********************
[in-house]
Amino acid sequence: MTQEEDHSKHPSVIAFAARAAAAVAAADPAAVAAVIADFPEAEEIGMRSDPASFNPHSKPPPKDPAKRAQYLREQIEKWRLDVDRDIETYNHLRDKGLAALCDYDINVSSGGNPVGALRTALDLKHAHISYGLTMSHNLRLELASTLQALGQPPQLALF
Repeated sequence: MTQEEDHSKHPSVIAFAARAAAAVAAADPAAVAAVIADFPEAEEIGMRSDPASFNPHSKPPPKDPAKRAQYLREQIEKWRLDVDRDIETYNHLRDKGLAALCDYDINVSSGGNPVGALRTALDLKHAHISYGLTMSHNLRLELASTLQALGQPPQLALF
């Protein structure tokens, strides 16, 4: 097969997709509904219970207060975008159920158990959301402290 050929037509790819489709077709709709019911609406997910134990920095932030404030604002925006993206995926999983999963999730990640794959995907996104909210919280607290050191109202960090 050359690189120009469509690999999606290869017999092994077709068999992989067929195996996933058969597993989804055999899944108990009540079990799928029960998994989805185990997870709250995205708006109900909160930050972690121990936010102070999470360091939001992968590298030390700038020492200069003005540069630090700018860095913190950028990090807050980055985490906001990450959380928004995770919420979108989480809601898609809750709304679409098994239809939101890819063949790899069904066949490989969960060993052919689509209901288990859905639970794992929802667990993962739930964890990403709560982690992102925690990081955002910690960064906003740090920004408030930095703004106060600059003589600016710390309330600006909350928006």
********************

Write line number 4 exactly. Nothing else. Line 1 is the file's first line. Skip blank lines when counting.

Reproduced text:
């Protein structure tokens, strides 16, 4: 097969997709509904219970207060975008159920158990959301402290 050929037509790819489709077709709709019911609406997910134990920095932030404030604002925006993206995926999983999963999730990640794959995907996104909210919280607290050191109202960090 050359690189120009469509690999999606290869017999092994077709068999992989067929195996996933058969597993989804055999899944108990009540079990799928029960998994989805185990997870709250995205708006109900909160930050972690121990936010102070999470360091939001992968590298030390700038020492200069003005540069630090700018860095913190950028990090807050980055985490906001990450959380928004995770919420979108989480809601898609809750709304679409098994239809939101890819063949790899069904066949490989969960060993052919689509209901288990859905639970794992929802667990993962739930964890990403709560982690992102925690990081955002910690960064906003740090920004408030930095703004106060600059003589600016710390309330600006909350928006």